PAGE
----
War of the Rebellion: Serial 035 Page 0468 Chapter XXXV. KY., MID. AND E. TENN., N. ALA., AND SW. VA.

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move from Fairfield upon Manchester by the shortest route. If possible, your corps must be across the river Manchester to-morrow night.

Very respectfully, your obedient servant,

J. A. GARFIELD,

Brigadier-General and Chief of Staff.

HEADQUARTERS FOURTEENTH ARMY CORPS,

Beech Grove, June 26, 1863-11 p. m.

Major-General NEGLEY,

Commanding Second Division:

Order your regimental trains forward at once on the Manchester pike, sending with them one brigade to guard your own and other trains on the road. Move at 6 o'clock to-morrow morning with the balance of your division on the Fairfield road, in support of Generals Rousseau and Brannan, taking your ammunition and headquarters trains with you.

By command of Major-General Thomas:

[GEO. E. FLYNT,]

Assistant Adjutant-General and Chief of Staff.

HEADQUARTERS FOURTEENTH ARMY CORPS,

Beech Grove, June 26, 1863-11 p. m.

Major-General ROUSSEAU,

Commanding First Division:

Order your regimental trains to move forward at once on the Manchester pike. Send one regiment to guard them. General Negley will send one brigade in addition to your regiment. You will move froward at daylight to-morrow with yours and General Brannan's division on Fairfield, taking with you your ammunition and headquarters trains. If the enemy does not oppose you to Fairfield, you will then move direct from Fairfield to Manchester, reaching the latter place, if possible, to-morrow night. General Negley will move in support of you with two brigade of his division.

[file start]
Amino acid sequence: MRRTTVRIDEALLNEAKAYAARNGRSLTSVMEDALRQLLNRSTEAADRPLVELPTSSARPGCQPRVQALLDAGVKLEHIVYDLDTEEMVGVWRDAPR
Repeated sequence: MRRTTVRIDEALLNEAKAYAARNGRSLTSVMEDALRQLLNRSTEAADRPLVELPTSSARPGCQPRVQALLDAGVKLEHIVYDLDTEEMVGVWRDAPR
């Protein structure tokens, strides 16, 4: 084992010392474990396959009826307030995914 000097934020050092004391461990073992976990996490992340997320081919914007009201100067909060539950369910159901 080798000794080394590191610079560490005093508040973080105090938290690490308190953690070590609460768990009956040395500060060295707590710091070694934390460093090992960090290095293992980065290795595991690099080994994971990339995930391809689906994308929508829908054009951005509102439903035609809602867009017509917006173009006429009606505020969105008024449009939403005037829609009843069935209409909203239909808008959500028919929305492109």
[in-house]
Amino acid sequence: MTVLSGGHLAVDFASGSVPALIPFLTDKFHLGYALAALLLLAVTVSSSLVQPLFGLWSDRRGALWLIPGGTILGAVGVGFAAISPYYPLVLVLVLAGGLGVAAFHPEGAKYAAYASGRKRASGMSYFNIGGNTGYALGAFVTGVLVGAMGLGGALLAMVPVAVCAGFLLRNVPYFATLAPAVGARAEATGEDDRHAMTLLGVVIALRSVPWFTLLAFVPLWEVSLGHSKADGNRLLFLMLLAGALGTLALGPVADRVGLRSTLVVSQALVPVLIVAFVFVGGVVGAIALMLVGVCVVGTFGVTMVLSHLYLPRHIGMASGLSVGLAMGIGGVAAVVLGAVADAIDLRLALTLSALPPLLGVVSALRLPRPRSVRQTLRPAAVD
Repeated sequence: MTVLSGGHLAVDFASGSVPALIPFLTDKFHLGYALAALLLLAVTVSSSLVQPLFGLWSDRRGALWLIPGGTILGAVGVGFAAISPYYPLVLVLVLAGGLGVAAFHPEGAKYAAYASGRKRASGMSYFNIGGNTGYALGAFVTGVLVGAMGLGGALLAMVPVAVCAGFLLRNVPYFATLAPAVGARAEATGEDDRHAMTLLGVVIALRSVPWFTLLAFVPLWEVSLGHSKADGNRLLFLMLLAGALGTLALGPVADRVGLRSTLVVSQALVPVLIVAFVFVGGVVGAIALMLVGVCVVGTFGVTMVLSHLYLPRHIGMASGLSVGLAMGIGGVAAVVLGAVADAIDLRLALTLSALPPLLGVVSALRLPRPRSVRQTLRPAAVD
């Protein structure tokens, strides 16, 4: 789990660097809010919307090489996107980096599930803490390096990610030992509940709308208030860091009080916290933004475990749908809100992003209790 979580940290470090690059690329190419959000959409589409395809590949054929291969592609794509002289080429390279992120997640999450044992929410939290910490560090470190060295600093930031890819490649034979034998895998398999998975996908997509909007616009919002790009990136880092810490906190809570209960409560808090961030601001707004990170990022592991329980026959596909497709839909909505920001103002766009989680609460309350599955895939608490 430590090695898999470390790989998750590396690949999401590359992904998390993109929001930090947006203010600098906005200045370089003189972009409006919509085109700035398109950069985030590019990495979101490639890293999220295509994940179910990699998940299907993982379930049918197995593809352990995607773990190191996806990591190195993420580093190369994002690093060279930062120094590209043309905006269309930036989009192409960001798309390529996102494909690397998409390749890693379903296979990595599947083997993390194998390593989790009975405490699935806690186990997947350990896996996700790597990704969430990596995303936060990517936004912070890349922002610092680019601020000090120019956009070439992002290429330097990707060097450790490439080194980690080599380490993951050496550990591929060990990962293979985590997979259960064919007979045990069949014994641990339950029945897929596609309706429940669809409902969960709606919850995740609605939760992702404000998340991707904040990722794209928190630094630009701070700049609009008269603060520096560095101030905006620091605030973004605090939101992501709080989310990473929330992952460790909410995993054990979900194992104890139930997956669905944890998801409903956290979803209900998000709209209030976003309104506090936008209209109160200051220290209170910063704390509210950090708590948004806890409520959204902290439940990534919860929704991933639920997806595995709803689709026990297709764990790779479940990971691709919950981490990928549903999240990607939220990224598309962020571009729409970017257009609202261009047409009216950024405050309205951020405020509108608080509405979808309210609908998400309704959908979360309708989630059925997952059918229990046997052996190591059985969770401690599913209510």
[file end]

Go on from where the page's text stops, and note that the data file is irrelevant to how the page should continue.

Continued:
By command of Major-General Thomas:

GEO. E. FLYNT,

Assistant Adjutant-General and Chief of Staff.

JUNE 26, 1863.

General HARTSUFF, Lexington, Ky.:

The following has just been received from Louisville:

LOUISVILLE, June 26, 1863.

General BURNSIDE:

J. T. Bramletter telegraphs from Columbia that Morgan's whole force is at Burkesville, but on the opposite side of the river. Grigsby's regiment is certainly there. Twenty of them were in Burkesville yesterday. Pegram's men are dismounted. The river is fordable. Branmlette regards this perfectly reliable, having obtained his information from a gentleman who was at Burkesville yesterday and saw the rebels there. Number of the enemy not ascertained.

Very respectfully,

A. C. SEMPLE,

Assistant Adjutant-General.

A. E. BURNSIDE,

Major-General.